March 30, 2020; Al Jazeera America
As we have seen over the last month, we would be foolish to depend only upon our federal government to keep us safe during times of deep threat. In this case, while the White House has minimalized, denied, and contradicted itself in word and deed, we have seen rapid and rational analyses and actions taken at the level of localities and states. Furthermore, without the self-governance of communities and individuals, any containment responses would have failed.
This moment calls on us, therefore, to think and act with more social awareness of how our actions affect others—not less. (Except, apparently, where it relates to toilet paper.) That’s what we in the civil sector should emphasize—we should celebrate and encourage social interaction and action for the common good.
Last week, I wrote an article calling on our readers to “say ‘no’ to social distancing.” Some of you took me to task for that, perhaps thinking I was simply writing a clickbait headline, but many experts on community responses to disasters and the World Health Organization (WHO) are now advising against the use of the term, emphasizing that it is deleterious to our health to turn away from, instead of toward, existing and new social contacts during the pandemic. They urge the use of the term “physical distancing,” and encourage the natural urge to strengthen and expand our social bonds because, they say, that urge toward self-organization and sharing is one of the most valuable silver linings at a time like this.
We all know that, of course, but our uses of language can all too often imprint frameworks on our behavior so maybe we need to consider adding affirmatively when we mention the need to physically distance, our concurrent deep need for greater social closeness and for taking combined action for the public good.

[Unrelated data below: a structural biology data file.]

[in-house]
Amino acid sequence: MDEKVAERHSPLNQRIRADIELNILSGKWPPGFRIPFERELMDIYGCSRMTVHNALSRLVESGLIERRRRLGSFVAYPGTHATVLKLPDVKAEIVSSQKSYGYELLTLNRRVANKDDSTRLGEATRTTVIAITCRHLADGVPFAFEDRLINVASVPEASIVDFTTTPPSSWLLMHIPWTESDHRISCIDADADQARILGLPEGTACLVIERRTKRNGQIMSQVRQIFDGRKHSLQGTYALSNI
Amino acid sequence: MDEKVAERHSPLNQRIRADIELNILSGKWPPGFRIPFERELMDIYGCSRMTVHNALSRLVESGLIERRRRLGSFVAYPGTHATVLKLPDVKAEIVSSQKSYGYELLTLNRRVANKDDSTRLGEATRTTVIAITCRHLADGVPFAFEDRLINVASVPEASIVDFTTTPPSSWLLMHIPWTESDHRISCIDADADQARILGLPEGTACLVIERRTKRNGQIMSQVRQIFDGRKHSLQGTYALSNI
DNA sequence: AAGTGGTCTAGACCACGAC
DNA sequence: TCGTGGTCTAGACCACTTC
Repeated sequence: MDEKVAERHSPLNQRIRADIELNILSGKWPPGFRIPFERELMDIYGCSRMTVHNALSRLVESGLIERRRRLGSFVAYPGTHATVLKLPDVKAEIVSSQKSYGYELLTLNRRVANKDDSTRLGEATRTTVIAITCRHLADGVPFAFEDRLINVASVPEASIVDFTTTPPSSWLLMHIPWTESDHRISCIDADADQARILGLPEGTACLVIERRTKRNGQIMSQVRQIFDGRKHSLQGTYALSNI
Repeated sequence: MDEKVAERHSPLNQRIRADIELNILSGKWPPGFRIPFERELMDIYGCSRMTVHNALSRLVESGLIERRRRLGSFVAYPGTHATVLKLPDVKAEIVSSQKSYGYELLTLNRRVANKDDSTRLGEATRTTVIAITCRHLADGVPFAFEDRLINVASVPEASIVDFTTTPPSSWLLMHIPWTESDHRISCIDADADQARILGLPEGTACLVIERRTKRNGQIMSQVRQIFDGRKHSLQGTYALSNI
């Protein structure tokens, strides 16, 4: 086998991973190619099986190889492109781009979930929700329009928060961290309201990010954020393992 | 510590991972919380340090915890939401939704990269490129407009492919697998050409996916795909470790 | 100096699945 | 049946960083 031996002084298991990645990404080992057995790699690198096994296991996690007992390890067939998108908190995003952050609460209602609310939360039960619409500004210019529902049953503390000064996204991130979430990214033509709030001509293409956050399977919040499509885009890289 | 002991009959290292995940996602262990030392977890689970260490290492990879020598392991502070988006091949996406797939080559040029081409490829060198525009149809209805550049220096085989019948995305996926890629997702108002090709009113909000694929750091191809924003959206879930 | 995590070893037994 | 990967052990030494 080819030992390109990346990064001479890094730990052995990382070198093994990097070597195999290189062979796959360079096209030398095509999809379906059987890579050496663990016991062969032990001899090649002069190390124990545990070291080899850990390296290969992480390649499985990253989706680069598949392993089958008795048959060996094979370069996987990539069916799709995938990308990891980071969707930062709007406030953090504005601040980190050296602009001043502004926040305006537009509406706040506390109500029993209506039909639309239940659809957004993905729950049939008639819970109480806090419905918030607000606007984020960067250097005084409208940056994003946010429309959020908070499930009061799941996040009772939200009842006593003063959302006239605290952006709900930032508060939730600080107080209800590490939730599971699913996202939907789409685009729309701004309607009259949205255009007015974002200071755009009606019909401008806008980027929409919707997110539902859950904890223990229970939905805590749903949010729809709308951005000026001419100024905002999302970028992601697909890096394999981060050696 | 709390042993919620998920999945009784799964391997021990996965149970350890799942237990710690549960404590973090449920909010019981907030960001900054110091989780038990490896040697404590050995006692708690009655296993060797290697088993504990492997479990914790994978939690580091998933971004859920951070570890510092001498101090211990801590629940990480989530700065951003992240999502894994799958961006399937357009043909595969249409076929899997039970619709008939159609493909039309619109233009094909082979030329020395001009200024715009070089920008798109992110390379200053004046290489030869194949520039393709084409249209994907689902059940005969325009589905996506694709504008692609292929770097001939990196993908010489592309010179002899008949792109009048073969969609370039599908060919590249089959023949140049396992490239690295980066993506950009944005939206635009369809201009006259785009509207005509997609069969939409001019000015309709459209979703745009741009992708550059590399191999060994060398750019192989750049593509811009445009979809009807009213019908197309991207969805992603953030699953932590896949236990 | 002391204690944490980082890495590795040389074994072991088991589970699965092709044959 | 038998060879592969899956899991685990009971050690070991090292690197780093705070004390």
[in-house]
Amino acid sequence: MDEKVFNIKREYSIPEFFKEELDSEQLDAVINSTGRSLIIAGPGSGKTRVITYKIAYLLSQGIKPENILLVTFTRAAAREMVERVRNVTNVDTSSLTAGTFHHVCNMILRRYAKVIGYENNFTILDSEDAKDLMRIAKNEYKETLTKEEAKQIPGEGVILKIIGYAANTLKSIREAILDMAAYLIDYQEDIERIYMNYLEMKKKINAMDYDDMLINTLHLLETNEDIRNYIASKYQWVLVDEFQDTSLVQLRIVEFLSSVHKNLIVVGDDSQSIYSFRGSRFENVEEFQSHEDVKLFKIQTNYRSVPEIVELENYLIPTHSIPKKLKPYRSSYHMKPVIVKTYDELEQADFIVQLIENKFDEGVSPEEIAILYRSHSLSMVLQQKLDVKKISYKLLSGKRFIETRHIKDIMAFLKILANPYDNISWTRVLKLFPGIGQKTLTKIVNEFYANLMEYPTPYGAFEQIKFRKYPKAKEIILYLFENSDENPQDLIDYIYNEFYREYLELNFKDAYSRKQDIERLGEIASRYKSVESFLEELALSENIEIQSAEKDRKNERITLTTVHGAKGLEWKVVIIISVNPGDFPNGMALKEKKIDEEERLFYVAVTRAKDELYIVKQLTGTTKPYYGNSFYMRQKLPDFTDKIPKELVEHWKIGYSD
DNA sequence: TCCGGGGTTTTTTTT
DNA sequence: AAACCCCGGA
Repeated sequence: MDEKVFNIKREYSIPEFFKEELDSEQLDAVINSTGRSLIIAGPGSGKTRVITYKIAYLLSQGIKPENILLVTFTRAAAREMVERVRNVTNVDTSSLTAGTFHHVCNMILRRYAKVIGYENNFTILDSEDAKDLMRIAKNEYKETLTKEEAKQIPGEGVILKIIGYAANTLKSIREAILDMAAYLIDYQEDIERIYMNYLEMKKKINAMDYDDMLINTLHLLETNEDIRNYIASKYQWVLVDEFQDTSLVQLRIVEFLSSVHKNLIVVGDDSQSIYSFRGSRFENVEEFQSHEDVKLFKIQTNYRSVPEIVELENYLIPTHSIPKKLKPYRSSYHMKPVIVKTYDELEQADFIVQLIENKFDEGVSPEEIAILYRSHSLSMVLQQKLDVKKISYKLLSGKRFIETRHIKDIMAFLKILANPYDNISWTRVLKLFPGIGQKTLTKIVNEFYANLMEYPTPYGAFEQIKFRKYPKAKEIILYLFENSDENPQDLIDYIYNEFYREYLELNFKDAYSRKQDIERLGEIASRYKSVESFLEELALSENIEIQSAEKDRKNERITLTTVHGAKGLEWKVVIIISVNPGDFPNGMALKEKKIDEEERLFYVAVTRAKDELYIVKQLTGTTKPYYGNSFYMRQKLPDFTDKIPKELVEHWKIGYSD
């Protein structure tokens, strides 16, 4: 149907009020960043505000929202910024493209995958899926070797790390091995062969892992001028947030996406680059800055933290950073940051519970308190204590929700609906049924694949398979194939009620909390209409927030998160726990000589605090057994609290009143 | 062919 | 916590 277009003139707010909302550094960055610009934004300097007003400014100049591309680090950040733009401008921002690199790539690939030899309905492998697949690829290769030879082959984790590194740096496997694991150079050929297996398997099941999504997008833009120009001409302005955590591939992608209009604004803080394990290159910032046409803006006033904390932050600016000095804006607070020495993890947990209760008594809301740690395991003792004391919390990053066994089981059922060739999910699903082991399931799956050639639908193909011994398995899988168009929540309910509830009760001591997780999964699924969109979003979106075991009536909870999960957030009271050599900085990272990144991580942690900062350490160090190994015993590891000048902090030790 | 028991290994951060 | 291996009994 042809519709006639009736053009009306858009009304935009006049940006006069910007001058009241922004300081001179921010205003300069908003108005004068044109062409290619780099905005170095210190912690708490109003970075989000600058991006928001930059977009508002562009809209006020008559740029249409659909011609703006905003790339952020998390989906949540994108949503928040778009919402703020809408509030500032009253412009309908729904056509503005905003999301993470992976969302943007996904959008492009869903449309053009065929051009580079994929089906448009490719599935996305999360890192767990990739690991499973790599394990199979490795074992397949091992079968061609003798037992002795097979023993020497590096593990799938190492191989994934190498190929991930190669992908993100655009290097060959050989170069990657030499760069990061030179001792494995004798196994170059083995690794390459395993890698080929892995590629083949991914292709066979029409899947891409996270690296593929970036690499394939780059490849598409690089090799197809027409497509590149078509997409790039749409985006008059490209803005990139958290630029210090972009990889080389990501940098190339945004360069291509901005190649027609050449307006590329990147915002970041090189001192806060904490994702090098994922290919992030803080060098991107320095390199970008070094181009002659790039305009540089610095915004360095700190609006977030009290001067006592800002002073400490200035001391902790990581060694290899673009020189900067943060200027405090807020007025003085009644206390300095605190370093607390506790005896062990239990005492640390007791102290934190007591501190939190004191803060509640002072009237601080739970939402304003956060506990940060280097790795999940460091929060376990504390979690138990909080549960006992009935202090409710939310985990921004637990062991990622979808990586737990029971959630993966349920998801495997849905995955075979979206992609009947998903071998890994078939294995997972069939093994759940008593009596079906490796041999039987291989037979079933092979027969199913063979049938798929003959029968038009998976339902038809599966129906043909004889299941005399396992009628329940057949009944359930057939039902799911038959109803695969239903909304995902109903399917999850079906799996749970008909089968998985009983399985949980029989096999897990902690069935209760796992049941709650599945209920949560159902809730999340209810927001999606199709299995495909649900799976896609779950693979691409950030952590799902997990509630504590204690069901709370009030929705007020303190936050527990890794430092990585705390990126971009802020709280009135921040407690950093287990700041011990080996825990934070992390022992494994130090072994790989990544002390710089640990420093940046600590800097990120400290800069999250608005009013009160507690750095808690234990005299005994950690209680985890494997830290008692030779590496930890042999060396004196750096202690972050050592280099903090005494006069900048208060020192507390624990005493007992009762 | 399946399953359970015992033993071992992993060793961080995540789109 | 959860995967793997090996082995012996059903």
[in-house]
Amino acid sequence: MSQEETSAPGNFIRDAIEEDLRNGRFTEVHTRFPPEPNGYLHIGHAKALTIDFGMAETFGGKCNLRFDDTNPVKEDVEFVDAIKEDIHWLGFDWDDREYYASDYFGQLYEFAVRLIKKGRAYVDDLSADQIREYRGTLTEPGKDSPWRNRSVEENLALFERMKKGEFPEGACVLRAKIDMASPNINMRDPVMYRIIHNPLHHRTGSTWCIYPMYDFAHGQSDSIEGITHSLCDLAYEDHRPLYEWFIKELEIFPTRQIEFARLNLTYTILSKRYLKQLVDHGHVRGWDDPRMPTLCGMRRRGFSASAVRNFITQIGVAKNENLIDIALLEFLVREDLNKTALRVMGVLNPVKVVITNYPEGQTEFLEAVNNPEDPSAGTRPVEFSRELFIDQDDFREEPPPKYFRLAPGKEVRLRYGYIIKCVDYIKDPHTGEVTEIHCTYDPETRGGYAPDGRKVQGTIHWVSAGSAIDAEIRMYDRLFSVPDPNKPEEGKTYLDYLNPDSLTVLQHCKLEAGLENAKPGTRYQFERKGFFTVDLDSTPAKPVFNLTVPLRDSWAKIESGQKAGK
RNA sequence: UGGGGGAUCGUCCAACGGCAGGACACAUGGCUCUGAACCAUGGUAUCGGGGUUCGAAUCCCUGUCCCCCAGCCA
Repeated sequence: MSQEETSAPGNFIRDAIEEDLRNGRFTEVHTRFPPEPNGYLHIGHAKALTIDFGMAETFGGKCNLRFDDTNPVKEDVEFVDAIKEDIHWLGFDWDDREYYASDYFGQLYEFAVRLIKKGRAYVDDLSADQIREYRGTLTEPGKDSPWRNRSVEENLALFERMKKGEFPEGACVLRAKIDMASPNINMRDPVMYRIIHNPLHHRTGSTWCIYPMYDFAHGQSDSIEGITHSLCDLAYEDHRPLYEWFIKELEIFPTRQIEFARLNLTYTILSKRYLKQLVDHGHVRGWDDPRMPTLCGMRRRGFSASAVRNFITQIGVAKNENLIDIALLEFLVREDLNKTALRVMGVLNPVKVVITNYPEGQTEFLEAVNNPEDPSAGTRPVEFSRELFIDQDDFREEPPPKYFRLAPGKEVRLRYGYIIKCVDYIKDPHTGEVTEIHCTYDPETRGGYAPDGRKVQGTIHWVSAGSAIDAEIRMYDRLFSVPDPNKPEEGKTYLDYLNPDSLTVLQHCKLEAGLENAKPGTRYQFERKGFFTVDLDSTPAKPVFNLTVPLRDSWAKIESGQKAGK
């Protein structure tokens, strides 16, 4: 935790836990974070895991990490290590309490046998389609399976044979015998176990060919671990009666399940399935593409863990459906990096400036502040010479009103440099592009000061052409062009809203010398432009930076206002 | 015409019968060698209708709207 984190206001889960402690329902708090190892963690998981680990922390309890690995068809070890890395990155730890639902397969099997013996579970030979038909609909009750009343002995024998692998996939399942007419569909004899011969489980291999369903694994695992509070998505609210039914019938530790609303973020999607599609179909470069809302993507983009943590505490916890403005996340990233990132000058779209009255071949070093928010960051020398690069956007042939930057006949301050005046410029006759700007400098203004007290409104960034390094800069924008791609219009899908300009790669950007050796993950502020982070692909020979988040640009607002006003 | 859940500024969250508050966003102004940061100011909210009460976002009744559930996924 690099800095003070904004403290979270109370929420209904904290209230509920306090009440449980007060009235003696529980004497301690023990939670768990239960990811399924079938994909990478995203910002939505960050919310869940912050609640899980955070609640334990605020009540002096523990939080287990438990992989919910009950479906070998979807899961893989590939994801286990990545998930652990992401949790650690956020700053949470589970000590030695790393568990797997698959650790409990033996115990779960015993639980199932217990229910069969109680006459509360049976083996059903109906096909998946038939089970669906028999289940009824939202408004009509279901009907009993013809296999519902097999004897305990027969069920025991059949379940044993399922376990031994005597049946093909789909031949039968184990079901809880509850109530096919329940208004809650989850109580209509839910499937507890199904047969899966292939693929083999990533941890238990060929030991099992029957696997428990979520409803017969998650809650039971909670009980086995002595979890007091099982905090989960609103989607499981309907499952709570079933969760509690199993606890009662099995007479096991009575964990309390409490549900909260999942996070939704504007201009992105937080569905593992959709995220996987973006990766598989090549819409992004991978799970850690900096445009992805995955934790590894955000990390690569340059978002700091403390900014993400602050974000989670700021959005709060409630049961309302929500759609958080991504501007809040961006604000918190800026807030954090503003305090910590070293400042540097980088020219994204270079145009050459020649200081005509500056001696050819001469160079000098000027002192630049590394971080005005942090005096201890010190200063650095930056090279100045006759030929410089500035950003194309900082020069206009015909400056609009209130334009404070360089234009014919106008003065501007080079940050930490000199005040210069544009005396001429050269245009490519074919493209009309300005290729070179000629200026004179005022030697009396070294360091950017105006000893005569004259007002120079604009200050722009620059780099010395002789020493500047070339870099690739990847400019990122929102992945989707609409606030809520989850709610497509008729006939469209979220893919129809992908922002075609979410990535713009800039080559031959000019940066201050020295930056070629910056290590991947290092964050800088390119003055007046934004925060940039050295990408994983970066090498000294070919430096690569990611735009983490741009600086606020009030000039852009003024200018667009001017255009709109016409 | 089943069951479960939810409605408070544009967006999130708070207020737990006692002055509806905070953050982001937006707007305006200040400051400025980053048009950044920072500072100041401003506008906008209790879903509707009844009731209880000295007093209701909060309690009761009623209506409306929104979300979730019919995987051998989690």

“These social ties are the critical element to getting through disasters,” said Daniel Aldrich, a professor of political science and public policy at Northeastern University. Aldrich studies community resilience and the role of networks in the face of community trauma like war, natural disasters and pandemics. The Washington Post reports that “Aldrich’s research shows that the communities that survive and rebuild most effectively after disasters are those with strong social networks, which can share lifesaving information with one another.”
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The people and communities that fare the worst are the ones with vulnerable populations who have weak social ties and lack trust and cohesion. Such people—as the 1995 Chicago heat wave, the 2018 Camp Fire in California and the 2011 earthquake and tsunami in Japan showed—are often the first to perish in a disaster.
WHO epidemiologist Maria Van Kerkhove says, “Technology, right now, has advanced so greatly that we can keep connected in many ways without actually physically being in the same room or physically being in the same space with people.”
Jeremy Freese, professor of sociology at Stanford University, tells Al Jazeera, “Social distancing makes it sound like people should stop communicating with one another, while instead we should be preserving as much community as we can even while we keep our physical distance from one another. We need to do physical distancing to protect everyone’s physical wellbeing, but mental wellbeing is obviously also important, and social isolation is not good for mental wellbeing.”
Martin W. Bauer calls it “an unfortunate choice of language,” since what we measure in feet or meters is “the geographical distance from person A to person B, while ‘social distance’ is a measure of distance across social boundaries.”
In fact, in some ways, the act of physical distancing specifically requires a heightened social awareness of one another, says Robert Olshansky, emeritus professor of urban and regional planning at the University of Illinois at Urbana-Champaign. “The paradox is that we are being very collaborative and social by mutually agreeing to stay six feet away from each other,” Olshansky says. “The term ‘social distancing’ implies that we have to become a more separate and individual society, but there is no way we are going to survive this problem and emotionally support ourselves through this if that is what we do.”—Ruth McCambridge